Mostly I was upset about the plotting and narration. At first, I thought the story would focus more on Tavia because she’s a siren dealing with the injustice of being a siren and Black in the United States. But then, the story switches over to Effie and her big reveal. I felt like one piece had more dedicated story and the other was a vehicle to speak about social injustices. I kind of wish these two components were combined a bit better, tightening up the story to make it a bit more cohesive. It felt like I was reading two books at once at some points which didn’t really help the reading experience.

In many ways, this story read more like a contemporary YA story with social justice issues to be discussed. I’m totally fine with stories like this and read them pretty often, but I was also expecting more fantasy components that really bring this world to life. It kind of disappointed me that there wasn’t as much fantasy as I was hoping, but at the same time the story redeems itself with its discussions and themes. Overall, I would suggest going into this one with more a contemporary YA with social issues vibe rather than expecting a fantasy novel.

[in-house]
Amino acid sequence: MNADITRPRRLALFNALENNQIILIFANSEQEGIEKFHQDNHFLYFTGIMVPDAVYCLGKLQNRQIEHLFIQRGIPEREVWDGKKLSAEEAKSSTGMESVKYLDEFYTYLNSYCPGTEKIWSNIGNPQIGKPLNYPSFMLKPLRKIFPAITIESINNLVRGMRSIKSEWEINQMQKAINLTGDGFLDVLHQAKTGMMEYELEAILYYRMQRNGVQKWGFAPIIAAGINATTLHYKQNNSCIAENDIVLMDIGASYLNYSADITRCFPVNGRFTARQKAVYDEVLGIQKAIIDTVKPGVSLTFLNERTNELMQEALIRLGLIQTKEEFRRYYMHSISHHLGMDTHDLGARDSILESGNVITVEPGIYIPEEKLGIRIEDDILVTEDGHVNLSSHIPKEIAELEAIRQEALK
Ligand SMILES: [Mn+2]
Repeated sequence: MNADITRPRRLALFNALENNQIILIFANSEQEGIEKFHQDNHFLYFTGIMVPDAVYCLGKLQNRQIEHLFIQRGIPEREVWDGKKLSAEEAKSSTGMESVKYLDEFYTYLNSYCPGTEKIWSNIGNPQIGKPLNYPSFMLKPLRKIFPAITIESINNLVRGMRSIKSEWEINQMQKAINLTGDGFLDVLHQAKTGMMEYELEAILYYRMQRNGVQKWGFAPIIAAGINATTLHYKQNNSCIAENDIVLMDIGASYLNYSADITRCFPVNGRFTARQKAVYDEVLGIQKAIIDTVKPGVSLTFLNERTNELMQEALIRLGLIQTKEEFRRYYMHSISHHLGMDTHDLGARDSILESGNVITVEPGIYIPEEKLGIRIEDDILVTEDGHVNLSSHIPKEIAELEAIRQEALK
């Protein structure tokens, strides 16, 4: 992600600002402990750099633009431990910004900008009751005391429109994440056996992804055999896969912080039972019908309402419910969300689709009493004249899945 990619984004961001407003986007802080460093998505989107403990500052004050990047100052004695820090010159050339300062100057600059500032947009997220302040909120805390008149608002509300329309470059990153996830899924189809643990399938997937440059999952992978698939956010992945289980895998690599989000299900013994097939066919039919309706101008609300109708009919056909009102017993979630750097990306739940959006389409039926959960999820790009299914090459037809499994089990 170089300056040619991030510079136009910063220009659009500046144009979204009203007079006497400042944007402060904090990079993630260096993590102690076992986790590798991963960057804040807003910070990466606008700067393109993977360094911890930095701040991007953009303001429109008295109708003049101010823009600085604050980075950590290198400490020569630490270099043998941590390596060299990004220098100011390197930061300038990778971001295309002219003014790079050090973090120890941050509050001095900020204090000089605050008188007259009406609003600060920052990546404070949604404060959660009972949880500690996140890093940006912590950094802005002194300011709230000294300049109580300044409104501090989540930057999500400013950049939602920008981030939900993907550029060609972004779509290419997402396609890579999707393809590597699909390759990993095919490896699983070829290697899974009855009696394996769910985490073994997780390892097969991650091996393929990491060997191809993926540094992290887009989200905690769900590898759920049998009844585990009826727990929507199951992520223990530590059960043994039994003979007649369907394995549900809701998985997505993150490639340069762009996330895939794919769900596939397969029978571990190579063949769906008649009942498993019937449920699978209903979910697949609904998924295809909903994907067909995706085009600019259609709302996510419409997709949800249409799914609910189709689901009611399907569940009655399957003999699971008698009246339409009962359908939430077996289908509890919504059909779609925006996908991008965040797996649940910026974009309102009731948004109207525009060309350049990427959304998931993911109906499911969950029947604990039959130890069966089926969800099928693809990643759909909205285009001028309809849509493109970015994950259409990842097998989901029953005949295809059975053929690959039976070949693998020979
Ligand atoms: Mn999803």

One thought on “A Song Below Water by Bethany C Morrow // Book Review

  1. I totally agree with the whole thing. Honestly this was a DNF for me in January, but I quit for the exact reasons you were discussing. It has good concepts, but it didn’t feel cohesive enough and so it didn’t grab my attention nearly enough. Great review!

    Like

Leave a Reply to Amanda @ Bookish Brews Cancel reply

Fill in your details below or click an icon to log in:

WordPress.com Logo

You are commenting using your WordPress.com account. Log Out /  Change )

Google photo

You are commenting using your Google account. Log Out /  Change )

Twitter picture

You are commenting using your Twitter account. Log Out /  Change )

Facebook photo

You are commenting using your Facebook account. Log Out /  Change )

Connecting to %s